Pawi and Lakher
the south Lushai Hills one found the Fanais (earlier known as Molienpuis)
inhabiting the land between the rivers Tuichawng and the Kolodyne on the
west and the Tao and the Kolodyne on the east. Their southern boundary
was the ridge running from the Darjaw Range towards the Blue Mountain.
Further south the Pawi tribes inhabited the territory on both the Indian and
the Burma sides. The term 'Pawi' was not strictly speaking, the name
of a clan, but it was the term used by the Lushais for all the people living
near the Kolodyne. Further south, were the people belonging to the
tribes called themselves as Lai, which literally meant middle. They
got this name probably because they were inhabiting the central area of the
Chin Hills. One of the sub-tribes of the Lais had a chief named Tlang
Hang who used to frequently raid villages in the Arakan and Chittagong.
These tribes along with sub-tribes were known as Shendus. The Lushais
used the name Pawi for the Lai tribes. The Pawis were settled in
Lunglei sub division. They had their own distinct language and wore
their hair in a knot on top of their head. Their distinctive cultural
features were in songs which were broadly categorised into two groups
-funeral songs and songs for other occasions. The Lakhers lived in the
villages immediately in the south of the Pawi villages.
were inter-marriages between the Lais, the Tlang and the Lakhers. In
the Lushai hills most of these people were living in the north and the east
of the Blue Mountain. They were collectively called Shendus by the
tribes in the western hills and the plains which dreaded their frequent
raids. The Shendus were also referred to as Lakher-Pawis or Lakhers.
Lakhers call themselves Mara, but the Lushais call them Lakhers.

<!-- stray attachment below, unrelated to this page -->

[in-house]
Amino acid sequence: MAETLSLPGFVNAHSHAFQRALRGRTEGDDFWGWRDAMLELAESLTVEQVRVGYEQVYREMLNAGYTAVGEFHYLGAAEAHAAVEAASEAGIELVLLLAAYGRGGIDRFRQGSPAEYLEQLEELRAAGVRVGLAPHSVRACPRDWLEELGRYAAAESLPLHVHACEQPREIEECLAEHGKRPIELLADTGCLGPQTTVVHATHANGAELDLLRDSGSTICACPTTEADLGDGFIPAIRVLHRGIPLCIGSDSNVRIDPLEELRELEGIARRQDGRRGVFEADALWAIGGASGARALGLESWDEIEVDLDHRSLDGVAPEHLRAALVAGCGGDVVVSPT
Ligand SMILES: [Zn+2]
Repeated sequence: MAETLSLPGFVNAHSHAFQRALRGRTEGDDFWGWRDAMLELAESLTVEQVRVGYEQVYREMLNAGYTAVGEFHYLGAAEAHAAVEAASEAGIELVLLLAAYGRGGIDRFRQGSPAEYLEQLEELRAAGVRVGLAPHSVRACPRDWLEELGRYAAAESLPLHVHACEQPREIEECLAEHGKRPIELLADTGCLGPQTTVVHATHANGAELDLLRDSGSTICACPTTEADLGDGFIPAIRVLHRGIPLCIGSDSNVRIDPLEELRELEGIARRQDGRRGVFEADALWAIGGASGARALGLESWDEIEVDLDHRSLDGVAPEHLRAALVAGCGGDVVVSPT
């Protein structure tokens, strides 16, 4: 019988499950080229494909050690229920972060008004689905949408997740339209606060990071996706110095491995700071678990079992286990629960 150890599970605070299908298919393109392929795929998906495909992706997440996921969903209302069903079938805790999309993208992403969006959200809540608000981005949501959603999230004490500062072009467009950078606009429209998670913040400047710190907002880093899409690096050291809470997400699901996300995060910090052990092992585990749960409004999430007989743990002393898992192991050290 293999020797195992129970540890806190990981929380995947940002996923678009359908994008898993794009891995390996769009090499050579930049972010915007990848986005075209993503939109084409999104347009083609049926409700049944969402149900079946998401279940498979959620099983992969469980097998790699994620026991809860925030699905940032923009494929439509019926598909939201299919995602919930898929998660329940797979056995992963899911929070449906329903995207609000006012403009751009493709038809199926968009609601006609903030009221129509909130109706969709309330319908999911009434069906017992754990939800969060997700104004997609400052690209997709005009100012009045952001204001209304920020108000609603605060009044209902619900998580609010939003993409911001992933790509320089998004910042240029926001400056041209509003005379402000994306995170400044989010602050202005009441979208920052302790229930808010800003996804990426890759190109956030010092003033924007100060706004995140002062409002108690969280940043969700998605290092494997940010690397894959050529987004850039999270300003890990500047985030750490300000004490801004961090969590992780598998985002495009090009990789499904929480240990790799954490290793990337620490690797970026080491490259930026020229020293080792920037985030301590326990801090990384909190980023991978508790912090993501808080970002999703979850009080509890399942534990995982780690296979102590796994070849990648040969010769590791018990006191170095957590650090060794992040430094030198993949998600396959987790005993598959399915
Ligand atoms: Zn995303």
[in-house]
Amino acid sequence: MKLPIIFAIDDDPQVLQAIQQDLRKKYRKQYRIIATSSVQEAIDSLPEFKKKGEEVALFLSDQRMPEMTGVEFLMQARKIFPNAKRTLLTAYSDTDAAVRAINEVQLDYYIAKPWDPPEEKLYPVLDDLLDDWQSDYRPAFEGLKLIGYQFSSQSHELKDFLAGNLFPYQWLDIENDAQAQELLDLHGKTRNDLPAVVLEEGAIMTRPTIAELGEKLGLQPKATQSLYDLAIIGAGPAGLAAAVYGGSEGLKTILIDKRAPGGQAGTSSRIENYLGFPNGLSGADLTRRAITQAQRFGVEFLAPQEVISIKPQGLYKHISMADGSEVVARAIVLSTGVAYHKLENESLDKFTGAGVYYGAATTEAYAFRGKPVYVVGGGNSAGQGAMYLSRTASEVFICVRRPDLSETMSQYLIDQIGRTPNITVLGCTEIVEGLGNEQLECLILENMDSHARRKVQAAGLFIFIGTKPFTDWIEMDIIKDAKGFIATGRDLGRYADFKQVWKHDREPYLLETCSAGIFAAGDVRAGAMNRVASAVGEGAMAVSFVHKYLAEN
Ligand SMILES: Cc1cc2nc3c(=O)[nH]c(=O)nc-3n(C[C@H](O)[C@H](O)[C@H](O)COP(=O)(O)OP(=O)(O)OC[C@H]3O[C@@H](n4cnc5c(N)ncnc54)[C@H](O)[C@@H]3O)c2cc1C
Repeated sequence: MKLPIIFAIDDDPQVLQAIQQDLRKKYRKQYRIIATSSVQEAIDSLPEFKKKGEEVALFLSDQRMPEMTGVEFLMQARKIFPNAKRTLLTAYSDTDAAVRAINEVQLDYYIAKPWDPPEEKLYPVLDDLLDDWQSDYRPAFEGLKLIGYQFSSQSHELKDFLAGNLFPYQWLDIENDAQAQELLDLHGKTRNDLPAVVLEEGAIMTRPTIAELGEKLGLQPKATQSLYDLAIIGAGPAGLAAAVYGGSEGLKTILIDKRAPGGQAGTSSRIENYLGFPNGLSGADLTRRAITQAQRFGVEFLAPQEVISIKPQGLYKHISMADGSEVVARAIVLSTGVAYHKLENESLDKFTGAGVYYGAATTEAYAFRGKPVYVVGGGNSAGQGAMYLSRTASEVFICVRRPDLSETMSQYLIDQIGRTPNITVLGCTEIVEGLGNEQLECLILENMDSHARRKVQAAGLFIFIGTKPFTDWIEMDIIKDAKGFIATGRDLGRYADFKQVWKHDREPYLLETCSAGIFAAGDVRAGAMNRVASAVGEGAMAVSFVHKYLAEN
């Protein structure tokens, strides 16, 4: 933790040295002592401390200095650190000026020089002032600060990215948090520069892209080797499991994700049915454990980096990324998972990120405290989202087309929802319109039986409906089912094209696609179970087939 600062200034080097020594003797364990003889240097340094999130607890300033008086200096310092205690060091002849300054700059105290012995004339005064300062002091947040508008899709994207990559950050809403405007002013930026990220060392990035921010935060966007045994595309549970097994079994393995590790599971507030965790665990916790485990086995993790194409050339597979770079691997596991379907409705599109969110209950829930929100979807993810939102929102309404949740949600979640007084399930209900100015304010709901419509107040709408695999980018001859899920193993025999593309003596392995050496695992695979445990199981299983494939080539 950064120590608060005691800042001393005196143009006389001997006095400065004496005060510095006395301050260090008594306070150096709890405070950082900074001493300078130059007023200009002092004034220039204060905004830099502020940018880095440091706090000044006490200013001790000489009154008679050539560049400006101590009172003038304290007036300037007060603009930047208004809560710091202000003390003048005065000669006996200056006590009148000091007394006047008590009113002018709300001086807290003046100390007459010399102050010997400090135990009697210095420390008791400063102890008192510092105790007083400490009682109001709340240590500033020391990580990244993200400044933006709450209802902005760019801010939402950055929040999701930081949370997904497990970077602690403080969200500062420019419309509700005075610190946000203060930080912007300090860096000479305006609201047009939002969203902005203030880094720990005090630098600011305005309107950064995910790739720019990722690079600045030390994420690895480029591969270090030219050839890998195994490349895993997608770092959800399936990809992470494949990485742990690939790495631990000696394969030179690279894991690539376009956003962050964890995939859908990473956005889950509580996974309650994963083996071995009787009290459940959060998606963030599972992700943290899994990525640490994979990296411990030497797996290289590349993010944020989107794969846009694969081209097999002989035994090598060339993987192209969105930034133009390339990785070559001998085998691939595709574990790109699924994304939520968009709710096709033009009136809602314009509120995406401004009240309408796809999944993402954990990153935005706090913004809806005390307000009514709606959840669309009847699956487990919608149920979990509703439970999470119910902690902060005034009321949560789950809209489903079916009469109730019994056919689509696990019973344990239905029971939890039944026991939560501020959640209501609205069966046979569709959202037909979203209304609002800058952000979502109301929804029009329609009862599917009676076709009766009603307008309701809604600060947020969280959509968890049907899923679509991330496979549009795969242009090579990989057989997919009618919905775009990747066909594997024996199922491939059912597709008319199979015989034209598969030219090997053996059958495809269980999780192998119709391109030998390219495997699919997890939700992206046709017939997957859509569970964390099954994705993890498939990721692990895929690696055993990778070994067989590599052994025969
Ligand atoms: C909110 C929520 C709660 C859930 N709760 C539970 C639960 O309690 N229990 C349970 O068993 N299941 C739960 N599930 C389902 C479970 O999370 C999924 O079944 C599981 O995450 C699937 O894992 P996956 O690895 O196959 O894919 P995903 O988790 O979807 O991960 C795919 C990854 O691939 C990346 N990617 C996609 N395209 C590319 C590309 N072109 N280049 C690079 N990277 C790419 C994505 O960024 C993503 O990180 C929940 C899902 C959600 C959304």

The term appears to have originated from the practice of plucking cotton.
The Lushais used to pluck cotton from the fruit with their hands whereas the
Lakhers did it with a stick. The name Lakher came from this method of
plucking cotton with stick, la meaning 'cotton' and kher meaning 'to pluck
or remove with stick'.
are various conjectures as to the origin of the name Mara. Probably it
came from 'Mirang', a name of one of the hordes of the tribes presently
inhabiting the Arakan Hills. The Mirangs who migrated from central and
eastern Burma were also called Rakhong or Kalasa or Mara.
Lakhers are physically well built and strong. The average height of the men
is about 5 feet and 6 inches. They are taller than the Lushais and their
physical fitness compares very favorably with that of their neighbours. The
women are taller than Lushai women and are of very good physique. The
Lakhers have brown complexion but are darker than the Lushais. They
have broad noses, high cheek bones and mongoloid eyes.
are six principal groups of Lakhers, each with a number of sub-clans. The
six principal groups are: Tlongsai, Hawthai, Zyhno, Sabeu, Lialai and Heima.
Of these, the first four are more prominent.
of this group originated at Laisai in Burma. The people mostly live at
Serkawr, Saiha, Latawh, Lawngban, Tongkolong, Lawngdah, Isa, Longmasu and
from this group came from Haka and migrated to the Lushai Hills after the
Tlongsais. They are settled at Tuisi, Theiri, Theiva and Chhuerlung
and some other villages.
are mostly settled at Savang, Kaisch, Vabia, Laki and Chheihlu.
people originated in Haka. The villages they occupy now are Chapui, Mawhrs
two groups came to the Lakher land from the Arakan. These people are closely
allied to the Sabeus.
the Lakher region there are a number of villages not inhabited by pure
Lakhers, but by some people of mixed origin of Lakhers and Pawis. These
villages are Ainak, Siata, Lungbun, etc. The sub-groups of the Lakher people
have their own dialects, which differ in varying degrees from each other.
The four principal dialects are Tlasai, Zyhno, Sabeu and Hawthai. Of these
dialects, Tlasai is the one most commonly used and is spoken by the largest
number of Lakhers.
Lakher and the Pawi tribes were for a long time resident together in the
Haka region of the Chin Hills in Burma. They migrated to the Mizo
Hills more or less at the same time in the early seventeenth century.
Inter-marriages between the Lakhers and the Pawis have been quite common
both in the Chin Hills and in the Mizo Hills. Such inter-marriages
between the two tribes are common in some particular villages like Chapui,
Chakhang, Chhuerlung, Ainak, Siate of the Lakhers and Bualpui, Lungtian,
Lungpher, Fungkah, Rutkual of the Pawis.